For myself, I know I am a pleaser and a bit of a pushover. When I offered mini sessions for the first time I decided that I needed to be firm. The point of a mini session was less work per gallery but for many more people in the run of a week than I used to doing. I was afraid of people pushing for a longer session to the point that the mini session had the same value as a full session. I set rules for the time length, the number of images, the poses, the scenes.

What did I encounter? ‘Could we go a bit longer?’, ‘Can I change her outfit? I brought three!’, ‘Can we get indoor and outdoor?’

Due to the fact my mini sessions had written policies, they had all read and agreed. I said no. It felt GOOD! I made the money I deserved, I did not overwork, I was not underpaid. I walked away happy. My clients walked away happy because they did receive exactly what they purchased (and were told if they wanted more variety a full session would be better for them).

setting parameters in your photography business

Setting parameters gives you freedom. It sets your business up for success. It will give you professionalism. It prepares you for those difficult conversations.

No longer will you stumble over the words of trying to tell a client ‘no‘, with the thought in the back of your mind. ‘because I don’t want to’. instead you will say with confidence, ‘I am sorry but it is written in my policies that I cannot.’.

Clients will benefit greatly from this because they now know where you stand. They will realize that you are a professional, that you have policies in place. They will know what they can expect consistently from your business.

Do not dread the business transactions that feel negative any longer! Write your policies! Dive deep into the root of the problems, come out with respect for yourself and learn how saying ‘no’ can be positive.

20121207-DSC_6459 Carla Bagley – Guest Post
Carla Bagley is from St George, New Brunswick Canada chasing her 4 children, 3 dogs and one cat and running her photography business and dog grooming business.
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  • Lysa
    July 18, 2013 at 10:41 AM

    Thanks so much for making me feel normal! I do tend to give more than I said I would, work longer than I wanted to, and give more discounts than I’d like to. Going to start my list now! Great info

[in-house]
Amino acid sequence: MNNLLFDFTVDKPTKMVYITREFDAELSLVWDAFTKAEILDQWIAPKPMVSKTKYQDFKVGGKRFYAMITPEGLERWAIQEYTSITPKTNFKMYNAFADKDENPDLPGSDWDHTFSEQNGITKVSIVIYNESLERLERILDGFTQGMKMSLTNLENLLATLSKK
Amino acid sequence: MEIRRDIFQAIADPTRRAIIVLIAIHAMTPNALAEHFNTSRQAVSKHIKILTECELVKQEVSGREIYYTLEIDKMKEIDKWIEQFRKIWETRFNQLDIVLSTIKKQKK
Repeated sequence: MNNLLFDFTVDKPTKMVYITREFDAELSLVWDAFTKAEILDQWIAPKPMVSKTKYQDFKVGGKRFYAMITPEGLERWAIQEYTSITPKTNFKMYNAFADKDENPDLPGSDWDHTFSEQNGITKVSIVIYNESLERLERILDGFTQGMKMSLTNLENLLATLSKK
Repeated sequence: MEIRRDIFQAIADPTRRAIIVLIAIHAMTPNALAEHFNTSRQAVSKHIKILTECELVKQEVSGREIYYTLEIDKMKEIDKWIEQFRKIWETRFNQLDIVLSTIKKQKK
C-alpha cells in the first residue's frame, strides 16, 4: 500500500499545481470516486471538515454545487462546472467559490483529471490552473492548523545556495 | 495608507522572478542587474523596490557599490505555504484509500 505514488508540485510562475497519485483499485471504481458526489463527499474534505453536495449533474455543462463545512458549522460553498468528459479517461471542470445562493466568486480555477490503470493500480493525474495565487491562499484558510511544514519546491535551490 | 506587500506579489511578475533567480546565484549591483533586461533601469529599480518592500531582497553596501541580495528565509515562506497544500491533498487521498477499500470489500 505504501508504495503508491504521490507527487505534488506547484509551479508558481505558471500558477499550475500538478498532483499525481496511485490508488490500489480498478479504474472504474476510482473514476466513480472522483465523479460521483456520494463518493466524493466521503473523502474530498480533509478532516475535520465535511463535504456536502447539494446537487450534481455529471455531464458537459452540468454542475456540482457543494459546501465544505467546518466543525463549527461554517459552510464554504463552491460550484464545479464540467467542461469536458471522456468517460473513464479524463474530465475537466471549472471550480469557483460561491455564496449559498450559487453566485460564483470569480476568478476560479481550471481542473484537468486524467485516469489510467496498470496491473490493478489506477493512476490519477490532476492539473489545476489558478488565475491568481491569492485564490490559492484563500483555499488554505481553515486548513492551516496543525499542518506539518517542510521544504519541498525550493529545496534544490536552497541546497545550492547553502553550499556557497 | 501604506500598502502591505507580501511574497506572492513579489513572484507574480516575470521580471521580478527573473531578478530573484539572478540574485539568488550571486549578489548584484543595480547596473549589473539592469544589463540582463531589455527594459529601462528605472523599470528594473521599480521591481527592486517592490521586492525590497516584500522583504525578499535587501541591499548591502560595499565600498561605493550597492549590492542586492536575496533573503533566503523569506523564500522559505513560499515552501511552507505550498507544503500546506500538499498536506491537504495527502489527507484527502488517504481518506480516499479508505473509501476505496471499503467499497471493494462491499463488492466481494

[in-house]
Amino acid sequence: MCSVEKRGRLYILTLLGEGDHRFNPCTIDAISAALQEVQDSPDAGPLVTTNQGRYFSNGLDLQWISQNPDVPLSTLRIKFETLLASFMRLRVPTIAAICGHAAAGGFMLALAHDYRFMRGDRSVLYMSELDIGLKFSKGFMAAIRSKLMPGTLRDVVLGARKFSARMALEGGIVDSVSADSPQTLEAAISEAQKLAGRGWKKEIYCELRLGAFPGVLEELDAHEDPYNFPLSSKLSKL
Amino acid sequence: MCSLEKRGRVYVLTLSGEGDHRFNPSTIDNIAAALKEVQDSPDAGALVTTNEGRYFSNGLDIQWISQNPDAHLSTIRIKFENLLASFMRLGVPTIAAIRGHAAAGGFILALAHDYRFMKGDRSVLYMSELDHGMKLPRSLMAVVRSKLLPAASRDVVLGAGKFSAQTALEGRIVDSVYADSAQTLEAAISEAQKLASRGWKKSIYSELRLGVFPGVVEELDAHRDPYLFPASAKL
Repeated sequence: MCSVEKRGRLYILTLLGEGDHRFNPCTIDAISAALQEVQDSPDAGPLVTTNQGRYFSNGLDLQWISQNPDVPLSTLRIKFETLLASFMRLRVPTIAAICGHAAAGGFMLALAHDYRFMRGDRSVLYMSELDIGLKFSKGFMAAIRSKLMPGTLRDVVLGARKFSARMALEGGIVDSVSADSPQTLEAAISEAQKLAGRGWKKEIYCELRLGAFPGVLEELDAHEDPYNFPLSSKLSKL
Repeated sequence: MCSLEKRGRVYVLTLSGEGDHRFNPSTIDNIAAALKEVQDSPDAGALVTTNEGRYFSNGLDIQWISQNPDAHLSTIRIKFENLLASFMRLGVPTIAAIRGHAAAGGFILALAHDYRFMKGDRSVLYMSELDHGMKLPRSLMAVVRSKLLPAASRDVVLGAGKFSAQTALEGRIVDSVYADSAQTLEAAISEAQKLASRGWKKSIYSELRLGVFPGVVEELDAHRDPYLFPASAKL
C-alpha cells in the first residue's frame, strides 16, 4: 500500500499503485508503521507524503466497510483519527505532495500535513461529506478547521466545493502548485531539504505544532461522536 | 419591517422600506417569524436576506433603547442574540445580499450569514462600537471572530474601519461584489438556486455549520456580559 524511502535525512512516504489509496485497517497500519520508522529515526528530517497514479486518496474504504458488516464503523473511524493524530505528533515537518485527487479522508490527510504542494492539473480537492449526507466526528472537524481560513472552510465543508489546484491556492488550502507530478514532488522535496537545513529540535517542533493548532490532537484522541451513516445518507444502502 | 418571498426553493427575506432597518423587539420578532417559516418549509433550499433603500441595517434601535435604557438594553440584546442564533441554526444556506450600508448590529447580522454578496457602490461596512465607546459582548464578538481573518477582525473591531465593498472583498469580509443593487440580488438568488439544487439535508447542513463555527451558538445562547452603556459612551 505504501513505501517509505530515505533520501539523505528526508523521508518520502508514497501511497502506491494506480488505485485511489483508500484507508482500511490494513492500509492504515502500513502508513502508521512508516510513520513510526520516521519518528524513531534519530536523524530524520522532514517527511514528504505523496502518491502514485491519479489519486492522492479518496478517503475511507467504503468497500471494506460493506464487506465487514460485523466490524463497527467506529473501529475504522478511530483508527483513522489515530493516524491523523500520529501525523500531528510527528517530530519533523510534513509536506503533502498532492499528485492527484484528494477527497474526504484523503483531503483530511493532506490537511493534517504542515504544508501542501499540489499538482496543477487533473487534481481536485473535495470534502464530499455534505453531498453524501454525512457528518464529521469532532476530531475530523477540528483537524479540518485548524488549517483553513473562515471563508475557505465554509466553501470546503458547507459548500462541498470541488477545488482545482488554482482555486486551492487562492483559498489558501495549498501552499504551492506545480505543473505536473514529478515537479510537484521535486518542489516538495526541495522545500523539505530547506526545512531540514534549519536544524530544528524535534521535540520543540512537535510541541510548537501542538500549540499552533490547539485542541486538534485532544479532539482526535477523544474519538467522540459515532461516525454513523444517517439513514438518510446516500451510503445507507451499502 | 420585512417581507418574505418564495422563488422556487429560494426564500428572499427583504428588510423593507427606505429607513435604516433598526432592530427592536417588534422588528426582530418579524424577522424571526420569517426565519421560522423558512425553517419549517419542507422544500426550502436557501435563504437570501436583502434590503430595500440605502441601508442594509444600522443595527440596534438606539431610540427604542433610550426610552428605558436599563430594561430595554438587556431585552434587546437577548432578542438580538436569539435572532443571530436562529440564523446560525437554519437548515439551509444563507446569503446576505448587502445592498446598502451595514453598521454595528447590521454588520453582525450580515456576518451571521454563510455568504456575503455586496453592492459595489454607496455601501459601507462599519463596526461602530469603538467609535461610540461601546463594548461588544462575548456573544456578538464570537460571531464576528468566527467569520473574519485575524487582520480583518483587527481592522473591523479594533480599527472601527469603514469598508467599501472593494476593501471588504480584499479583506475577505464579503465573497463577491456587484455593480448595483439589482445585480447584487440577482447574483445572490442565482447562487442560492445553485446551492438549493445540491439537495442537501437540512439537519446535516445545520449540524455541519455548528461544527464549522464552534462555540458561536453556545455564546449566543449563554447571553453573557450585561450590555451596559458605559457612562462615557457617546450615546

• July 18, 2013 at 11:04 AM

    Wonderful advice, Carla.

    I found with my own business, having a policy written lets me already have my answers figured out to the “do you do this or do you do that” questions clients ask.

  • July 18, 2013 at 12:46 PM

    I’m not in business (never will be) but this is awesome advice. No is no!! Don’t let the clients/the biz ruin your passion~

  • July 18, 2013 at 6:22 PM

    I agree that you definitely have to set parameters. In the last few months I’ve received a couple of inquiries for Sunday morning sessions and while I would love to do the sessions, I attend church on Sunday mornings and I don’t want to compromise on that. After talking with a friend who is also a Christian and a photographer with a biz, I decided that I wouldn’t be available for sessions on Sundays. It’s just easier that way. Thanks for the other tips, too. I’ll have to look at other places in my biz I need to set boundaries.

  • July 22, 2013 at 2:35 AM

    Great tips- always good to have clarity in business as everyone is always looking for an edge to get more for their money.

  • April 19, 2014 at 10:14 AM

    I am a hobbyist and cannot see myself ever being in business, however this post is full of great advice for those who are. I also wanted to say hello from Alberta. My husband and I are originally from northern New Brunswick. Great post, Carla!

  • April 19, 2014 at 12:17 PM

    I’ve learned a lot of lessons the hard way. 1 year I was doing photo sessions with a Christmas deadline up until December 23rd. Now I have a policy that I do not photograph through the holidays. My last session for the year is the weekend before Thanksgiving. I also set a deadline for senior portraits. I will not take a client less than one month before their yearbook deadline. Over the past few years I’ve only lost three gigs because of these policies. Having those policies ensures that I spend quality time with my family and that I can give my clients my best efforts.

  • Steven Holland
    April 19, 2014 at 3:23 PM

    Do you have a template of the policy manual you can share?

    • April 21, 2014 at 11:23 AM

      Hey Steven,
      This was written by a guest writer about a year ago. Maybe you could reach out to her directly :)

  • July 23, 2014 at 11:33 AM

    After running into this lately, I’ve decided I needed to be more clear on expectations. I will definitely be doing this. Love the photos in this post too! Thanks so much!!


  • July 23, 2014 at 11:14 PM

    This couldn’t have come to me at a better time! I deal with this a lot and am definitely a people pleaser. To the point I feel like a total doormat and I get taken advantage of to the extreme! This page is going in my bookmarks and the policy manual on my to do list. Thank you!!

    • July 29, 2014 at 2:23 PM

      That is wonderful! I hope you are able to put some policies into place that will help you from feeling taken advantage of.